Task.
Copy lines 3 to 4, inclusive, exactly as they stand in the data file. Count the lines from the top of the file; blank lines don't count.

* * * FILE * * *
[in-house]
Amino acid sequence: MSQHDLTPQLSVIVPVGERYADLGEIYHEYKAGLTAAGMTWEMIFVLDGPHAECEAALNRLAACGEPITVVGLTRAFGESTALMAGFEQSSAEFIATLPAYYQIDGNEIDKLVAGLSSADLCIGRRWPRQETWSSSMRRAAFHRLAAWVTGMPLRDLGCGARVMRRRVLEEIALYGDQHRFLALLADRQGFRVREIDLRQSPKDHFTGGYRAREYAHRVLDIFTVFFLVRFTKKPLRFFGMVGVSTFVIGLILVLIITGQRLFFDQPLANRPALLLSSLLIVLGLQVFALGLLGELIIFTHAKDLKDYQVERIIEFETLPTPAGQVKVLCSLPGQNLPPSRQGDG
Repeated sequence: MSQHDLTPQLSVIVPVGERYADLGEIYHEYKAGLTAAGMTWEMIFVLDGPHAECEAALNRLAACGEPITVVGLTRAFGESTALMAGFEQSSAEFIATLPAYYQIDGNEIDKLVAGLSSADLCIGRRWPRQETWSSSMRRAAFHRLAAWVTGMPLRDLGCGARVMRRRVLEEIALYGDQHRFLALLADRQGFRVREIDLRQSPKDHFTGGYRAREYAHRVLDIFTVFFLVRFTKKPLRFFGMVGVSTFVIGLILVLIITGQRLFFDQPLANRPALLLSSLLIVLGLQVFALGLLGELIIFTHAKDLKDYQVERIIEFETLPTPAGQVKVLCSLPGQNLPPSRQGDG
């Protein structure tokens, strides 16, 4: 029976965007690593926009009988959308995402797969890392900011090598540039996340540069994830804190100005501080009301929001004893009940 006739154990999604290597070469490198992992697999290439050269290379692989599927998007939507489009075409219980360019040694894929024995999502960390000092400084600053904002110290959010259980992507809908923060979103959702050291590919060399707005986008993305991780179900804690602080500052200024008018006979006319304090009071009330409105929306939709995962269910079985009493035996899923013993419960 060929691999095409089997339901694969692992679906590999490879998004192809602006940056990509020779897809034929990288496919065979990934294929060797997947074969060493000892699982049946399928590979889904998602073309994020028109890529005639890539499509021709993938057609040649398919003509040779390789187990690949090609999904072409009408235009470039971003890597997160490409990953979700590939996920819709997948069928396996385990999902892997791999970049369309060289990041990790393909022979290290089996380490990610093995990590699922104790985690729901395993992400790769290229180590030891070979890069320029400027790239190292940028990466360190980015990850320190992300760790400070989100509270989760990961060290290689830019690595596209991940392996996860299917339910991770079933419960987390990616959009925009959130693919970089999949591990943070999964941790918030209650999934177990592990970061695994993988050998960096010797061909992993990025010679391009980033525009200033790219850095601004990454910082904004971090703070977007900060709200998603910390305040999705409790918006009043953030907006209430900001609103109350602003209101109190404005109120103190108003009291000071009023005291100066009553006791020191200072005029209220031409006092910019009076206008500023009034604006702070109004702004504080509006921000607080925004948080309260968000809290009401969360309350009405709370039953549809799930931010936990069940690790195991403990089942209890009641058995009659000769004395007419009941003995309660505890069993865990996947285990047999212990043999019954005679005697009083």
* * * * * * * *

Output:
Repeated sequence: MSQHDLTPQLSVIVPVGERYADLGEIYHEYKAGLTAAGMTWEMIFVLDGPHAECEAALNRLAACGEPITVVGLTRAFGESTALMAGFEQSSAEFIATLPAYYQIDGNEIDKLVAGLSSADLCIGRRWPRQETWSSSMRRAAFHRLAAWVTGMPLRDLGCGARVMRRRVLEEIALYGDQHRFLALLADRQGFRVREIDLRQSPKDHFTGGYRAREYAHRVLDIFTVFFLVRFTKKPLRFFGMVGVSTFVIGLILVLIITGQRLFFDQPLANRPALLLSSLLIVLGLQVFALGLLGELIIFTHAKDLKDYQVERIIEFETLPTPAGQVKVLCSLPGQNLPPSRQGDG
């Protein structure tokens, strides 16, 4: 029976965007690593926009009988959308995402797969890392900011090598540039996340540069994830804190100005501080009301929001004893009940 006739154990999604290597070469490198992992697999290439050269290379692989599927998007939507489009075409219980360019040694894929024995999502960390000092400084600053904002110290959010259980992507809908923060979103959702050291590919060399707005986008993305991780179900804690602080500052200024008018006979006319304090009071009330409105929306939709995962269910079985009493035996899923013993419960 060929691999095409089997339901694969692992679906590999490879998004192809602006940056990509020779897809034929990288496919065979990934294929060797997947074969060493000892699982049946399928590979889904998602073309994020028109890529005639890539499509021709993938057609040649398919003509040779390789187990690949090609999904072409009408235009470039971003890597997160490409990953979700590939996920819709997948069928396996385990999902892997791999970049369309060289990041990790393909022979290290089996380490990610093995990590699922104790985690729901395993992400790769290229180590030891070979890069320029400027790239190292940028990466360190980015990850320190992300760790400070989100509270989760990961060290290689830019690595596209991940392996996860299917339910991770079933419960987390990616959009925009959130693919970089999949591990943070999964941790918030209650999934177990592990970061695994993988050998960096010797061909992993990025010679391009980033525009200033790219850095601004990454910082904004971090703070977007900060709200998603910390305040999705409790918006009043953030907006209430900001609103109350602003209101109190404005109120103190108003009291000071009023005291100066009553006791020191200072005029209220031409006092910019009076206008500023009034604006702070109004702004504080509006921000607080925004948080309260968000809290009401969360309350009405709370039953549809799930931010936990069940690790195991403990089942209890009641058995009659000769004395007419009941003995309660505890069993865990996947285990047999212990043999019954005679005697009083």